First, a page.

NSI Serbian ‘hack’ is simple email spoof
Victim of old-fashioned fraud and deception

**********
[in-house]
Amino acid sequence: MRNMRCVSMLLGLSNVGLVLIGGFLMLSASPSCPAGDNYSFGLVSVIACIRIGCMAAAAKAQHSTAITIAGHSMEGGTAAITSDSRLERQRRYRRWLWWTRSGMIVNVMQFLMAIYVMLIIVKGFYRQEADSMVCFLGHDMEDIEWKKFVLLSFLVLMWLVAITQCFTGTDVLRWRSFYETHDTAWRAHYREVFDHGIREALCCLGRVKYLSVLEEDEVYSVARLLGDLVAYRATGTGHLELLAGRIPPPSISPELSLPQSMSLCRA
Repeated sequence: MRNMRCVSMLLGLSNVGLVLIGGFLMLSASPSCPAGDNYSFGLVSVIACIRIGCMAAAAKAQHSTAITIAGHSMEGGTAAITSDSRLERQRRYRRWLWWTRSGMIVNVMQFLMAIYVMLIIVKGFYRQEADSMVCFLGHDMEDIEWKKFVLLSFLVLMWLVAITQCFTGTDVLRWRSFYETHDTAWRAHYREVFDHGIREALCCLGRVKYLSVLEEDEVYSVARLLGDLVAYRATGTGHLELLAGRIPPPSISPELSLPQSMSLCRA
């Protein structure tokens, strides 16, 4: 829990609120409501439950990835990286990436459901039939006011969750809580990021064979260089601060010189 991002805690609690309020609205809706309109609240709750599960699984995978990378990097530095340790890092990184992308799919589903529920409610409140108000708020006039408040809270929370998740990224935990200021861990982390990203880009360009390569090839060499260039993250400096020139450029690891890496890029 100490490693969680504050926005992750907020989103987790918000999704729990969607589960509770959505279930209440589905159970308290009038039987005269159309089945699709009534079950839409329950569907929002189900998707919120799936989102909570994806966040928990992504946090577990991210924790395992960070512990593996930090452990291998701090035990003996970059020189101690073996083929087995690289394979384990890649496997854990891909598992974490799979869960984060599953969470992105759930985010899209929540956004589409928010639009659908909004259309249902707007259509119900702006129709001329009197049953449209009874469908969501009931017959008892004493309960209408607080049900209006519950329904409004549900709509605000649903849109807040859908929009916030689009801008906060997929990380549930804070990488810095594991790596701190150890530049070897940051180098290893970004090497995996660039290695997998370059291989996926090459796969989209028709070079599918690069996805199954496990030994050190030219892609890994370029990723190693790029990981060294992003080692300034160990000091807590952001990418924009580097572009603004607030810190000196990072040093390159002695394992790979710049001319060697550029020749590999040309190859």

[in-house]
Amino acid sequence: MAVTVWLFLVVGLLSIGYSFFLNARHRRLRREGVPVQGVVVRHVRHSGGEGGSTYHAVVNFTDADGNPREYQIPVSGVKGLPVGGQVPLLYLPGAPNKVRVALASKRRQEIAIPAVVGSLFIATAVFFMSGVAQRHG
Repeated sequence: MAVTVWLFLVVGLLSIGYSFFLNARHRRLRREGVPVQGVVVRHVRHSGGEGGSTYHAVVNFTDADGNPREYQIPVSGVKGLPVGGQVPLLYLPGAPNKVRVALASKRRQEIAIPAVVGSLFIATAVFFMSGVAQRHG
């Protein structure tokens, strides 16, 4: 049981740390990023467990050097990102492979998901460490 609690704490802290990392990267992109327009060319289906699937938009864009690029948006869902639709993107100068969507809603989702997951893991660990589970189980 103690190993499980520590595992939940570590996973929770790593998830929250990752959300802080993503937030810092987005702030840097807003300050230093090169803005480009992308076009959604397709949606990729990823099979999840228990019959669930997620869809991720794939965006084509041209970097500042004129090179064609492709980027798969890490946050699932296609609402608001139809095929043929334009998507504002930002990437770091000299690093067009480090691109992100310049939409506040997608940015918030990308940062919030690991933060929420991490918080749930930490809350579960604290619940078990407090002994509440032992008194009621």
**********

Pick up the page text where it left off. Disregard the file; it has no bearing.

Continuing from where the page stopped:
Network Solutions has denied reports that 2,000 dotcom Web sites were hacked by cyberterrorists giving them access to personal and financial information. A senior spokeswoman for Network Solutions in the US told The Register: "Network Solutions seems to have been identified as the villain here -- but we're the victims as well. "Considerably less than 2,000 domains were affected and no financial details were disclosed," she said, referring to a story published by London freebie Metro, although she wouldn't say exactly how many had been hijacked during the last week. The problem appears to be that cyberyobs have discovered a way to spoof Network Solutions into handing over control of a Web site to a third party. This is done, simply it seems, by sending what appears to be a genuine e-mail from the owner of the domain. Network Solutions systems are not hacked, the e-outfit claims. It' s just a case of old-fashioned fraud and deception. According to Network Solutions, people that have signed up to MAIL-FROM -- the lowest protection scheme available for a domain name record and the default system for all registrants -- are the ones at risk from having their sites hijacked. Here, authority to carry out instructions is simply denoted by a valid e-mail address -- or not, as the case may be. A similar method was used by two Turkish football fans to dupe Network Solutions to hand over the keys to Leeds United Football Club's dotcom Web a fortnight ago. They publish an animation of a Galatasaray fan walking up to the Leeds logo, dropping his shorts and urinating on the club's badge. The site was taken down within 24 hours. Network Solutions' spokeswoman refused to comment on individual cases although she said she was aware of the LUFC.com incident. Even so, she maintained that fraudulent e-mails were "not a widespread problem" and that the company had "launched a full investigation" into the matter. She added that there was nothing stopping domain name owners to opt for other, more sophisticated security measures if they want to ensure greater protection. Both an encrypted password systems and a pretty good privacy (PGP) system are available from Network Solutions and both are free of charge. She urged anyone worried about this to visit the Network Solution Web site here. So it seems that those sites that were hacked (The Register's aware of around 50 or so) signed up to a pretty basic security system, a bit like locking up your house and leaving the key under the nearest flower pot. If security was an issue, they should have done more to protect their e-property. Equally, if Network Solutions is serious about this, it must accept that its basic level security system has now been compromised and it should now take action to do something about it. And pronto. ® Related Stories Bertie Ahern in £1m porn scandal, while Serbian hackers go haywire
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